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    I just bought a Moots with a mix of Chorus/Centaur and I can tell that the excitement of a nice, lighter, more up to date road bicycle is the immediate advantage. You feel like a kid in a candy store and look forward to the next rides. That is incentive enough. However, you probably don't have to spend a fortune to get a ride that satisfies you, read up and stay in budget.

  12. #12

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    Use calculus to find the answer

    Quote Originally Posted by wayneanneli
    I just bought a Moots .....................You feel like a kid in a candy store and look forward to the next rides.
    I just got a Moots, too, Wayne, and I'm finding that that candy store is awfully big! How do you quantify this feeling.............thrill units per dollar?? If I had spent twice as much would I be thrilled twice as much? Probably not, but there certainly is a maximum in that curve somewhere. All we need to do is determine the exact thrill vs. cost function, take its second derivative and set it equal to zero (the engineer is me must be showing ;) ).
    ---- Perfection is our goal, but excellence is tolerated. ----

  13. #13

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    Same situation

    Quote Originally Posted by mellowvelo24
    Sorry if this has been in a thread already, I couldn’t find anything….
    I am riding a classic steel frame (custom built with columbus SP tubes circa 1990), DA 9sp, MA40 32 spoke wheels, bla bla bla. (nothing special). Frame size is 65cm (I am 6'5" 210lbs). The bike weighs about 24lbs (using the tried and true method of weighing myself and then weighing myself with the bike and doing the math...). Anyway, I am thinking seriously of giving myself a nice Father's Day gift, but I am having a hard time rationalizing paying the exorbitant prices the newer high end bikes demand. When I upgraded from my hard tail to a full suspension Mtn Bike, it was easy to see (and feel) the benefits I would receive. With my road bike, I am sure I could shave 6-8lbs off the current ride. However, at the end of the day, will it really make a difference? I ride for love of the ride (and to stay in shape). I do club rides and keep up with most (not all) the riders. I don’t race but have thought seriously about starting. Funny thing is, I have heard the Cat 4/5 crits are almost guaranteed to have a crash in EVERY race. With that information, I would probably end up racing my old bike “just in case.” Besides everything I have mentioned above, I still have to convince the “boss” why spending big$$$ on a new bike is a good idea. I am sure you all have different opinions. I would like to hear them all.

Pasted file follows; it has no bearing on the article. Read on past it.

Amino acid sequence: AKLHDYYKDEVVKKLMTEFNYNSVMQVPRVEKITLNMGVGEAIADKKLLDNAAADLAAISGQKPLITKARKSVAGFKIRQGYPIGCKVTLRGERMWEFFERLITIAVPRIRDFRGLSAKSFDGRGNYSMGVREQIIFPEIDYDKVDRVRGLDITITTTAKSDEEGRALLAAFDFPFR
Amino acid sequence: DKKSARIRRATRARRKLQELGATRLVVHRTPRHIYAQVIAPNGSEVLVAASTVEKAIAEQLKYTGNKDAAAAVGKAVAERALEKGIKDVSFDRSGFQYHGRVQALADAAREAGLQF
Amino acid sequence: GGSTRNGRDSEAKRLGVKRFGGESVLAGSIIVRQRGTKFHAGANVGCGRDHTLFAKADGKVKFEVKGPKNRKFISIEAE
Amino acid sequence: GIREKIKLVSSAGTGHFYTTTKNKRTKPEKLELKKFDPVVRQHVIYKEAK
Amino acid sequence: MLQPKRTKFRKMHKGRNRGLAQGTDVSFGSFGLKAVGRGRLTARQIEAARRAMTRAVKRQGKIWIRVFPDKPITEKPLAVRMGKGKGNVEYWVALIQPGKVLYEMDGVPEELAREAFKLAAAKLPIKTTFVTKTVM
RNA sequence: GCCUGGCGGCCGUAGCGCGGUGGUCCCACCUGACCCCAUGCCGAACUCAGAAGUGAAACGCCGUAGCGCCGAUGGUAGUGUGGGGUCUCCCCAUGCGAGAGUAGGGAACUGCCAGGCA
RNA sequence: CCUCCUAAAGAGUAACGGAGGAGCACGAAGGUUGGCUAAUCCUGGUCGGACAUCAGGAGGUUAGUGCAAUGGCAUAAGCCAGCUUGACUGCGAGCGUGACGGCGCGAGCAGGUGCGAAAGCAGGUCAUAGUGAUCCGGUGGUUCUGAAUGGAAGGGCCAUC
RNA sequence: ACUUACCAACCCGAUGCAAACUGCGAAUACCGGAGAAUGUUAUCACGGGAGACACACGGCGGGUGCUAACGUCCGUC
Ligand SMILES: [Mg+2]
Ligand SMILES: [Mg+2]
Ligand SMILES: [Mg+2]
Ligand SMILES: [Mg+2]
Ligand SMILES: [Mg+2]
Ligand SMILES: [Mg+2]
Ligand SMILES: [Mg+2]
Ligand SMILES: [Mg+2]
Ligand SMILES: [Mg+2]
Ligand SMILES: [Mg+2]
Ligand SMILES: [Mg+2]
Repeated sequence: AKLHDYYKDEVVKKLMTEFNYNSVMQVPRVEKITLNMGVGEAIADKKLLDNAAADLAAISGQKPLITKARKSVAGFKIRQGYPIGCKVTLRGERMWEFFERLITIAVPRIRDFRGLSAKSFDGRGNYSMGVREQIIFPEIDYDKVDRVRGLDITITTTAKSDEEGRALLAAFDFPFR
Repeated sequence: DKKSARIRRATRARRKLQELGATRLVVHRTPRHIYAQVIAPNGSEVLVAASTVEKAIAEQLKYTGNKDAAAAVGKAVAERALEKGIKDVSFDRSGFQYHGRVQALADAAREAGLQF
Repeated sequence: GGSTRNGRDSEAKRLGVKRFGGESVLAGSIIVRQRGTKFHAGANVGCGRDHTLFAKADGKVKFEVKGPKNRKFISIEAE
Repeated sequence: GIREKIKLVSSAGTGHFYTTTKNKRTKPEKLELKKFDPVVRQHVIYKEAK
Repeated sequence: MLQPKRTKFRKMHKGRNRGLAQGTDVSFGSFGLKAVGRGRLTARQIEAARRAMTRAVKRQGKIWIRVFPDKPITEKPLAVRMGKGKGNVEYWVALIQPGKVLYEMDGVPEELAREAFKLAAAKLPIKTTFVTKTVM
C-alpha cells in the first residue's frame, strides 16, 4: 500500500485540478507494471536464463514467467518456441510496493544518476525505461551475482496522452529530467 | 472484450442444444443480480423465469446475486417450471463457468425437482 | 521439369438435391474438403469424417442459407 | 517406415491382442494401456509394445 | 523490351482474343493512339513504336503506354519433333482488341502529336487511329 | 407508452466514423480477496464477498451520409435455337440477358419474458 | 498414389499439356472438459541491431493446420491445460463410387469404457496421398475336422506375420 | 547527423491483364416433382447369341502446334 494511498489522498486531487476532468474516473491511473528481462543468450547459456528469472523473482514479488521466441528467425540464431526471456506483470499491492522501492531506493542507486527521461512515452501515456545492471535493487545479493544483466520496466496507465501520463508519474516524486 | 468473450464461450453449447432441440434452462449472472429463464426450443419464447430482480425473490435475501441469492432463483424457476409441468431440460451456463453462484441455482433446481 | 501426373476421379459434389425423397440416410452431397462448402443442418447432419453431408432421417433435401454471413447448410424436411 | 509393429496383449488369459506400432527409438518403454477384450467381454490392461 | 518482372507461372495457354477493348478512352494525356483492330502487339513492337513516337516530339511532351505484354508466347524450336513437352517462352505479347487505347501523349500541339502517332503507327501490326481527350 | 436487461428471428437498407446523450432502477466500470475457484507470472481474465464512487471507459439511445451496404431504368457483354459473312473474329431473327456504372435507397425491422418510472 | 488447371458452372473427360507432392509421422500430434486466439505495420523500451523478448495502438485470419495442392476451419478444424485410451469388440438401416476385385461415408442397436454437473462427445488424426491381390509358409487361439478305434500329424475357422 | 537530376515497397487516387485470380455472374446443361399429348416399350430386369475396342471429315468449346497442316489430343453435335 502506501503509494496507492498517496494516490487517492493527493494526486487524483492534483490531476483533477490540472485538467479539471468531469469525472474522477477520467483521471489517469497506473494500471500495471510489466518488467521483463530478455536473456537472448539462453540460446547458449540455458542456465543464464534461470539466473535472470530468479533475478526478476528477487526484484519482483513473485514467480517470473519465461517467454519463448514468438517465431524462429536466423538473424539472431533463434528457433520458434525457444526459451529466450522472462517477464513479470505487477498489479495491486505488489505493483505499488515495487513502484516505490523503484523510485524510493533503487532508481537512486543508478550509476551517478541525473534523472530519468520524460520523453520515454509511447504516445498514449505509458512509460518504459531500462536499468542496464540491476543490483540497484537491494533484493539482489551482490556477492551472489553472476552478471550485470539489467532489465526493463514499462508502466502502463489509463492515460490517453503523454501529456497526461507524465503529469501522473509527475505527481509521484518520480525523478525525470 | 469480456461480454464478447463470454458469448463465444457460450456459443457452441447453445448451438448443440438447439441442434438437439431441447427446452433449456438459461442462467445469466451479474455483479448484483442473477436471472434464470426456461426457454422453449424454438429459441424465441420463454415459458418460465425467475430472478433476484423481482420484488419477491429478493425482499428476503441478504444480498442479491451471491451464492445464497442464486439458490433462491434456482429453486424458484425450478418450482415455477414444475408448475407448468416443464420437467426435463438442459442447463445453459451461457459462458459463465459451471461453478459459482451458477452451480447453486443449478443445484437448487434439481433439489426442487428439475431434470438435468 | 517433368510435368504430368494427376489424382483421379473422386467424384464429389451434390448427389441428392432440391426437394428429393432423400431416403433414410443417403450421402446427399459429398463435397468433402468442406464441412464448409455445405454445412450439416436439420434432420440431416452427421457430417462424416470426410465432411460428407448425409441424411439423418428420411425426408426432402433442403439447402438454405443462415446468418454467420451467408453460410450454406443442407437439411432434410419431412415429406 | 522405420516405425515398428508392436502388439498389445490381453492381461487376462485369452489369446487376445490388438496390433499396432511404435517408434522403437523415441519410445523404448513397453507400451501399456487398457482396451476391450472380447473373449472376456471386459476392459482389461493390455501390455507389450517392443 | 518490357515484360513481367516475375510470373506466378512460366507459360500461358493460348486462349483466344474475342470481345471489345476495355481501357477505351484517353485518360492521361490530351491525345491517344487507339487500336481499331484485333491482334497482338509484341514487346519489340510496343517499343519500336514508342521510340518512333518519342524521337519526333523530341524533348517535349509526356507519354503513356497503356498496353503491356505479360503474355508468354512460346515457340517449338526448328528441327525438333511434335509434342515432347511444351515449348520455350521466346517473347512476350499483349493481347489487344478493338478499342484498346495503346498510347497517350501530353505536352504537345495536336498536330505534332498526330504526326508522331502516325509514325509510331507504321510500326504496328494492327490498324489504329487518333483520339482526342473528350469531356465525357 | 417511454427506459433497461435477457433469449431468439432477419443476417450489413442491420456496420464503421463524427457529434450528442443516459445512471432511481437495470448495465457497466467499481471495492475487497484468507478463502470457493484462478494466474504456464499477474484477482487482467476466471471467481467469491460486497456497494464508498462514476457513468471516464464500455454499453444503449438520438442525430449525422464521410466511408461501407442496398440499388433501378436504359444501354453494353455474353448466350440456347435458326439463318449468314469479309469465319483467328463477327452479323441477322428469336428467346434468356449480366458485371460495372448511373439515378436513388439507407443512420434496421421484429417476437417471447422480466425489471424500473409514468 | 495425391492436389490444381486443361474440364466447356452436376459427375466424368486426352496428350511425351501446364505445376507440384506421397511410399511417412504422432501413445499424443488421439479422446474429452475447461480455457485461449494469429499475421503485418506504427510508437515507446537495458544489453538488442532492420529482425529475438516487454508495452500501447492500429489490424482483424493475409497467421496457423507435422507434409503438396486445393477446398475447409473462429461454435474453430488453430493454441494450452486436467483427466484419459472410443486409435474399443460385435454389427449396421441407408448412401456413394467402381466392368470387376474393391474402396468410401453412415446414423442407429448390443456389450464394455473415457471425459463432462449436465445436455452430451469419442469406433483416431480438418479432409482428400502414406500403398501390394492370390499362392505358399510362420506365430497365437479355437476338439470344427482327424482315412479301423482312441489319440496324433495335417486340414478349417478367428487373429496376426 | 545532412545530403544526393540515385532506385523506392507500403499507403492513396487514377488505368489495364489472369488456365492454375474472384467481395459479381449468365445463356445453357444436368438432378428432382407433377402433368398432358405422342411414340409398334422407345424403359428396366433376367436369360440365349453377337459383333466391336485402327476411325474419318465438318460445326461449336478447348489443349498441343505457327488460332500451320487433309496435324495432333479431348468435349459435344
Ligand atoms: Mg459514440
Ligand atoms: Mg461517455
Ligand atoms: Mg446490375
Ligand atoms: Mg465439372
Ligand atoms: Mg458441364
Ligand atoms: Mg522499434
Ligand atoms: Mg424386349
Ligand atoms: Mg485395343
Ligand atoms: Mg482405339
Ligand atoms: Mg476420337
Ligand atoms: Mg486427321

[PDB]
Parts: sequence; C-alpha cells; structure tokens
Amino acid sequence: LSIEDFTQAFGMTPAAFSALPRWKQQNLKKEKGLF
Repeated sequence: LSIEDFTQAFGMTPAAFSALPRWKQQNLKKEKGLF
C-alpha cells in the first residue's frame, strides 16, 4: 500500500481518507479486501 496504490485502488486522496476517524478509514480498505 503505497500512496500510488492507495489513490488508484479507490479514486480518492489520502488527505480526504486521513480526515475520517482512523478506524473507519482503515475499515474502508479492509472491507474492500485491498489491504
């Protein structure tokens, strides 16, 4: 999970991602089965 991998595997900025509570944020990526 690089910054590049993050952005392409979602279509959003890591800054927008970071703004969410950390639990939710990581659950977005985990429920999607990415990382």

I was in your situation a year ago riding a 24lb DeRosa dump truck for years, old Campy, bla bla bla.. The bike was/is really nice, but out of date. Decided to build a stable of bikes and I just can't get over the new drive train; solid transmission of power and indexed shifting. Spend the money after doing your research and you will not be sorry. I can hold
    a much more confident line in descents and climbing is a breeze along with faster acceleration.
    I started at bike web sites that would pre-compute bike build packages. Some sites
    offer better photography and fitness calculators than others.

    If you don't spend your money, your heirs will.

  14. #14
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    Quote Originally Posted by harvey
    then maybe it's not the right choice. This could really be an issue as simple as objective vs. subjective. Perhaps you could just take that same money and go on a nice bike trip with your wife.
    Ha Ha,
    You sound like my wife. Kristin is that you?

    When I go myself a new lighter bike (and honestly I didn't realize that my old mid- eighties Mercian was heavy,) on my first ride and every ride thereafter, I rode at least 2 mile per hour faster. There were numerous factors that went into this, probably the least of which was because of the new frame. Probably the biggest factor was the new bike inspired me to ride faster and try harder.